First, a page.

If you've ever considered working as a delivery driver or bike courier for Postmates, the on-demand delivery service that started in San Francisco and, as of yesterday, has expanded to 40 major metropolitan markets
, you were probably tempted by their job listings boasting of earnings "up to $25+/hour."
Postmates, which has raised a total of
$58 million in venture capital
, plasters that $25+/hour figure everywhere. (UPDATE: a Postmates social media staffer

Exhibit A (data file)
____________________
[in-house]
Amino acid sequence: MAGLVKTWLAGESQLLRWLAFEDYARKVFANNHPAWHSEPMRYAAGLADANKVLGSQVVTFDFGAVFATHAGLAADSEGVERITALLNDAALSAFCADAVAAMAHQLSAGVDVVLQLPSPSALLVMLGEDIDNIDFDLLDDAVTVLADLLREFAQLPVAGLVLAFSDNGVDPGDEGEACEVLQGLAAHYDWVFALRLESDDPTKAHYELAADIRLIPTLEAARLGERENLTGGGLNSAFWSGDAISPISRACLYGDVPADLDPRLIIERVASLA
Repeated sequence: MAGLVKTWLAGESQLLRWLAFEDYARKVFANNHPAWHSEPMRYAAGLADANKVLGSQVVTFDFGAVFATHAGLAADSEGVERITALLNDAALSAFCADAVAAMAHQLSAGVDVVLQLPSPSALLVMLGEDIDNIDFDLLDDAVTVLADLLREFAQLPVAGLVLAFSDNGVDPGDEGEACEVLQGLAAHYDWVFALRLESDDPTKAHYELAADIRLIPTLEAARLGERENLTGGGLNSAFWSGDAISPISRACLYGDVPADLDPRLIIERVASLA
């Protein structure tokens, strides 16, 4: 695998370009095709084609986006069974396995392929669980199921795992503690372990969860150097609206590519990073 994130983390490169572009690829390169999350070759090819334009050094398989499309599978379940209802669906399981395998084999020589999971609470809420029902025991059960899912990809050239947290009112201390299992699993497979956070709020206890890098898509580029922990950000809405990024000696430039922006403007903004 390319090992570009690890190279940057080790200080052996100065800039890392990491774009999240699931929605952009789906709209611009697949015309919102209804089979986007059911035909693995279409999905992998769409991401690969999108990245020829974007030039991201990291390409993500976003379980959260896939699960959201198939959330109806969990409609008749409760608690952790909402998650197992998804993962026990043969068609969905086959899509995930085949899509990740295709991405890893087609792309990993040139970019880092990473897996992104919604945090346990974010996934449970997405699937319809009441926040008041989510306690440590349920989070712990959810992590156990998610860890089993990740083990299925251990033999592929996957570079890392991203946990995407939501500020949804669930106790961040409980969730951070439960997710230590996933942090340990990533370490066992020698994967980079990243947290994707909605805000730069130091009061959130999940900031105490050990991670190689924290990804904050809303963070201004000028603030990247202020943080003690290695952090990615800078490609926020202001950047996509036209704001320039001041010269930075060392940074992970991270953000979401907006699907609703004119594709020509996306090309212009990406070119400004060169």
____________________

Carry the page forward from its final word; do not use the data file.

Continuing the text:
points out that the company has actually raised $138 million in venture capital.
) Here's the Postmates job application website:
And here's a current look at Craigslist ads for couriers in the San Francisco Bay Area:
If you open one of those Craigslist job postings, you'll find more graphics with the "up to $25/hour" promises, plus this fine print, promising that, "Wages quoted are based on actual current courier earnings in each city."
That sounds great, and as SF Weekly reported in April
, the promise of $25/hour has been a major factor in many workers deciding to sign on with the startup. Except, according to recent court filings, the actual average wage for a Postmates courier is $9.23/hour.